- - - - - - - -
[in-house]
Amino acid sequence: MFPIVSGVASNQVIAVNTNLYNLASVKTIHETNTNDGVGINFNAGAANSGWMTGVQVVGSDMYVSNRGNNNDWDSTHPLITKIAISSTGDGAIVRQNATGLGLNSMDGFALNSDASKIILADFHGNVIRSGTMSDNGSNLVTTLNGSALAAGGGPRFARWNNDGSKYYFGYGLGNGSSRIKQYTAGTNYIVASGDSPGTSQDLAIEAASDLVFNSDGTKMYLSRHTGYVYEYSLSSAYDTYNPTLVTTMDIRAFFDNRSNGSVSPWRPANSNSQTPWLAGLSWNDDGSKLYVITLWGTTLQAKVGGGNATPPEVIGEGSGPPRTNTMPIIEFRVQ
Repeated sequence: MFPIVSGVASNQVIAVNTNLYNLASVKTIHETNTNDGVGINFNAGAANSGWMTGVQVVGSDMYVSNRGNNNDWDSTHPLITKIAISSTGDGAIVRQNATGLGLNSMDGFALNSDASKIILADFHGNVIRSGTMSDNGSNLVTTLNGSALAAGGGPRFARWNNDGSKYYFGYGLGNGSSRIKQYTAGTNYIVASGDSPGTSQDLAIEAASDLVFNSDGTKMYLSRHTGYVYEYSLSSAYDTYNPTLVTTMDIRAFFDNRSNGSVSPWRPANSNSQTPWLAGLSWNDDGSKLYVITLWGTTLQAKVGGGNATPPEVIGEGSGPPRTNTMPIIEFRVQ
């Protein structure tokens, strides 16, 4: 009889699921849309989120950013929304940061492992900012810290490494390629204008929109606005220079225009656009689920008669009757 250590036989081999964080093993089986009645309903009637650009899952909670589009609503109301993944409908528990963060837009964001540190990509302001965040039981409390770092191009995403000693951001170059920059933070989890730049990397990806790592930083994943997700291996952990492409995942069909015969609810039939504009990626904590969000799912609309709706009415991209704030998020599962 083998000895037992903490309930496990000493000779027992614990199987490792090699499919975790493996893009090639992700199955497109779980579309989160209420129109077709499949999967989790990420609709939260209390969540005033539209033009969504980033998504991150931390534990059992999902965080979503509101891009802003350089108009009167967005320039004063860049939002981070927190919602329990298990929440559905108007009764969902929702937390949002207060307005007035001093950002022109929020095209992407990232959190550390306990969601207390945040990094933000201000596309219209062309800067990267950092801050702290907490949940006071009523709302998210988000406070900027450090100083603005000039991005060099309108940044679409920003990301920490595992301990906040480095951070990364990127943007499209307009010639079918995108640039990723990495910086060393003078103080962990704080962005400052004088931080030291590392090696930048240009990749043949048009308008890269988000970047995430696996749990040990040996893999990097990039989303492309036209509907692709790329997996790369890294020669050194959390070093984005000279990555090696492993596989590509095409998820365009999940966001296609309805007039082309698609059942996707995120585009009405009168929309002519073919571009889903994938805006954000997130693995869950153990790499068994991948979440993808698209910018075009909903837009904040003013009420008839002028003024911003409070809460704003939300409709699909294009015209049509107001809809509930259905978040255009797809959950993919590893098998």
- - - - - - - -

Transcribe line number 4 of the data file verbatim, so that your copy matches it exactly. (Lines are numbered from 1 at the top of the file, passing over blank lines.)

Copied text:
């Protein structure tokens, strides 16, 4: 009889699921849309989120950013929304940061492992900012810290490494390629204008929109606005220079225009656009689920008669009757 250590036989081999964080093993089986009645309903009637650009899952909670589009609503109301993944409908528990963060837009964001540190990509302001965040039981409390770092191009995403000693951001170059920059933070989890730049990397990806790592930083994943997700291996952990492409995942069909015969609810039939504009990626904590969000799912609309709706009415991209704030998020599962 083998000895037992903490309930496990000493000779027992614990199987490792090699499919975790493996893009090639992700199955497109779980579309989160209420129109077709499949999967989790990420609709939260209390969540005033539209033009969504980033998504991150931390534990059992999902965080979503509101891009802003350089108009009167967005320039004063860049939002981070927190919602329990298990929440559905108007009764969902929702937390949002207060307005007035001093950002022109929020095209992407990232959190550390306990969601207390945040990094933000201000596309219209062309800067990267950092801050702290907490949940006071009523709302998210988000406070900027450090100083603005000039991005060099309108940044679409920003990301920490595992301990906040480095951070990364990127943007499209307009010639079918995108640039990723990495910086060393003078103080962990704080962005400052004088931080030291590392090696930048240009990749043949048009308008890269988000970047995430696996749990040990040996893999990097990039989303492309036209509907692709790329997996790369890294020669050194959390070093984005000279990555090696492993596989590509095409998820365009999940966001296609309805007039082309698609059942996707995120585009009405009168929309002519073919571009889903994938805006954000997130693995869950153990790499068994991948979440993808698209910018075009909903837009904040003013009420008839002028003024911003409070809460704003939300409709699909294009015209049509107001809809509930259905978040255009797809959950993919590893098998």